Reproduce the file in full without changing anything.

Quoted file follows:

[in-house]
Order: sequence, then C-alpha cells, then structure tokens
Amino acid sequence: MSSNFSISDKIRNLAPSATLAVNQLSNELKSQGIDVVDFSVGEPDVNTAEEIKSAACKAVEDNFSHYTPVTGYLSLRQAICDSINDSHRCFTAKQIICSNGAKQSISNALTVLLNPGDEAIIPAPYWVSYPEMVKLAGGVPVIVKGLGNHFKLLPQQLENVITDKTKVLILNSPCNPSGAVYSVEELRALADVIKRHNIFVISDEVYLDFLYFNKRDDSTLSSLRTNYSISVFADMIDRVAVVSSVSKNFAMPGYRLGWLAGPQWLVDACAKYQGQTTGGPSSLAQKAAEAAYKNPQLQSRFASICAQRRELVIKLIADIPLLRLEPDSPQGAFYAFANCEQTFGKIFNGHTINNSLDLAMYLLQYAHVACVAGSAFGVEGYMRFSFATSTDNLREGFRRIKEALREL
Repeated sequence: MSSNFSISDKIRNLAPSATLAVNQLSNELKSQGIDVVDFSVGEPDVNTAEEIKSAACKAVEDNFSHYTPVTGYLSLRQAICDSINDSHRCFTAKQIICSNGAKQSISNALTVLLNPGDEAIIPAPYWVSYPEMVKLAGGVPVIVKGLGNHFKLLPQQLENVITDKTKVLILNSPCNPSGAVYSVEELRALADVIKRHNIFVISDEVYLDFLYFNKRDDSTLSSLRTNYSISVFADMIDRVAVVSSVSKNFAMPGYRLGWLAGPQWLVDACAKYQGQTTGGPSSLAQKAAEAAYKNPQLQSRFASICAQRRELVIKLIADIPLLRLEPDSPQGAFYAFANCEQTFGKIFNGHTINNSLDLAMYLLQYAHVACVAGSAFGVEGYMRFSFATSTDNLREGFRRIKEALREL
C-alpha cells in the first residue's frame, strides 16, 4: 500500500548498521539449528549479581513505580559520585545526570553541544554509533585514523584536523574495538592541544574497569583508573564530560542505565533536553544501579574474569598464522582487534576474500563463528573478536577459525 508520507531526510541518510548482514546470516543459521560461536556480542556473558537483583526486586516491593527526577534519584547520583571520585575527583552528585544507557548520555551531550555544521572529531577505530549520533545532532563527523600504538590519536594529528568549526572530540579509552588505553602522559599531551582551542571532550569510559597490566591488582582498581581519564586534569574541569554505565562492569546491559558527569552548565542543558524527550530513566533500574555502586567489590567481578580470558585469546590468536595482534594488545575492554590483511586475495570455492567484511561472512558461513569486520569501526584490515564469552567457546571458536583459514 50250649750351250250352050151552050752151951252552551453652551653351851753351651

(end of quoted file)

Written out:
[in-house]
Order: sequence, then C-alpha cells, then structure tokens
Amino acid sequence: MSSNFSISDKIRNLAPSATLAVNQLSNELKSQGIDVVDFSVGEPDVNTAEEIKSAACKAVEDNFSHYTPVTGYLSLRQAICDSINDSHRCFTAKQIICSNGAKQSISNALTVLLNPGDEAIIPAPYWVSYPEMVKLAGGVPVIVKGLGNHFKLLPQQLENVITDKTKVLILNSPCNPSGAVYSVEELRALADVIKRHNIFVISDEVYLDFLYFNKRDDSTLSSLRTNYSISVFADMIDRVAVVSSVSKNFAMPGYRLGWLAGPQWLVDACAKYQGQTTGGPSSLAQKAAEAAYKNPQLQSRFASICAQRRELVIKLIADIPLLRLEPDSPQGAFYAFANCEQTFGKIFNGHTINNSLDLAMYLLQYAHVACVAGSAFGVEGYMRFSFATSTDNLREGFRRIKEALREL
Repeated sequence: MSSNFSISDKIRNLAPSATLAVNQLSNELKSQGIDVVDFSVGEPDVNTAEEIKSAACKAVEDNFSHYTPVTGYLSLRQAICDSINDSHRCFTAKQIICSNGAKQSISNALTVLLNPGDEAIIPAPYWVSYPEMVKLAGGVPVIVKGLGNHFKLLPQQLENVITDKTKVLILNSPCNPSGAVYSVEELRALADVIKRHNIFVISDEVYLDFLYFNKRDDSTLSSLRTNYSISVFADMIDRVAVVSSVSKNFAMPGYRLGWLAGPQWLVDACAKYQGQTTGGPSSLAQKAAEAAYKNPQLQSRFASICAQRRELVIKLIADIPLLRLEPDSPQGAFYAFANCEQTFGKIFNGHTINNSLDLAMYLLQYAHVACVAGSAFGVEGYMRFSFATSTDNLREGFRRIKEALREL
C-alpha cells in the first residue's frame, strides 16, 4: 500500500548498521539449528549479581513505580559520585545526570553541544554509533585514523584536523574495538592541544574497569583508573564530560542505565533536553544501579574474569598464522582487534576474500563463528573478536577459525 508520507531526510541518510548482514546470516543459521560461536556480542556473558537483583526486586516491593527526577534519584547520583571520585575527583552528585544507557548520555551531550555544521572529531577505530549520533545532532563527523600504538590519536594529528568549526572530540579509552588505553602522559599531551582551542571532550569510559597490566591488582582498581581519564586534569574541569554505565562492569546491559558527569552548565542543558524527550530513566533500574555502586567489590567481578580470558585469546590468536595482534594488545575492554590483511586475495570455492567484511561472512558461513569486520569501526584490515564469552567457546571458536583459514 50250649750351250250352050151552050752151951252552551453652551653351851753351651